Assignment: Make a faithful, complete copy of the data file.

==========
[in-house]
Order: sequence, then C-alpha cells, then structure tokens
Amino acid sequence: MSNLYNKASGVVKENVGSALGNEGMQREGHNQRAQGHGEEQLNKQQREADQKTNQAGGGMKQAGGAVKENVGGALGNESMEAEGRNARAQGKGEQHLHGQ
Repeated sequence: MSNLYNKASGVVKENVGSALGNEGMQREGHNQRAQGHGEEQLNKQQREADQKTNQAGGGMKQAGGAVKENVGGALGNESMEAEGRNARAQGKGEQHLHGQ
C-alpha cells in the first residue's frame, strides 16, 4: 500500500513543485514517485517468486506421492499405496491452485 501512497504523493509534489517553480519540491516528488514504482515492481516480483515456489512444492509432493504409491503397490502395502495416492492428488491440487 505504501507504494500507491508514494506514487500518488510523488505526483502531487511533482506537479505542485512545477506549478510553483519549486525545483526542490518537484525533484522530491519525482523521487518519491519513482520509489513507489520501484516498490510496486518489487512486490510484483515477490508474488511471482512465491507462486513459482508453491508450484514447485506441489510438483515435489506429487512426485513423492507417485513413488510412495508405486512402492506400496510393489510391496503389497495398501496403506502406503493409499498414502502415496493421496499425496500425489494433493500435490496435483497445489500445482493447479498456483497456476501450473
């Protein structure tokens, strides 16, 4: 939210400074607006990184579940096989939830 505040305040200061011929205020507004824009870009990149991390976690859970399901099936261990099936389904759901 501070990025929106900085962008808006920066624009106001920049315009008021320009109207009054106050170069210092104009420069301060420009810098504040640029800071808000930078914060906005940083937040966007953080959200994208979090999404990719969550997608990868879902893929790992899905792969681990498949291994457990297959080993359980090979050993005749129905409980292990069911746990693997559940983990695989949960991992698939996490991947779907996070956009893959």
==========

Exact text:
[in-house]
Order: sequence, then C-alpha cells, then structure tokens
Amino acid sequence: MSNLYNKASGVVKENVGSALGNEGMQREGHNQRAQGHGEEQLNKQQREADQKTNQAGGGMKQAGGAVKENVGGALGNESMEAEGRNARAQGKGEQHLHGQ
Repeated sequence: MSNLYNKASGVVKENVGSALGNEGMQREGHNQRAQGHGEEQLNKQQREADQKTNQAGGGMKQAGGAVKENVGGALGNESMEAEGRNARAQGKGEQHLHGQ
C-alpha cells in the first residue's frame, strides 16, 4: 500500500513543485514517485517468486506421492499405496491452485 501512497504523493509534489517553480519540491516528488514504482515492481516480483515456489512444492509432493504409491503397490502395502495416492492428488491440487 505504501507504494500507491508514494506514487500518488510523488505526483502531487511533482506537479505542485512545477506549478510553483519549486525545483526542490518537484525533484522530491519525482523521487518519491519513482520509489513507489520501484516498490510496486518489487512486490510484483515477490508474488511471482512465491507462486513459482508453491508450484514447485506441489510438483515435489506429487512426485513423492507417485513413488510412495508405486512402492506400496510393489510391496503389497495398501496403506502406503493409499498414502502415496493421496499425496500425489494433493500435490496435483497445489500445482493447479498456483497456476501450473
């Protein structure tokens, strides 16, 4: 939210400074607006990184579940096989939830 505040305040200061011929205020507004824009870009990149991390976690859970399901099936261990099936389904759901 501070990025929106900085962008808006920066624009106001920049315009008021320009109207009054106050170069210092104009420069301060420009810098504040640029800071808000930078914060906005940083937040966007953080959200994208979090999404990719969550997608990868879902893929790992899905792969681990498949291994457990297959080993359980090979050993005749129905409980292990069911746990693997559940983990695989949960991992698939996490991947779907996070956009893959």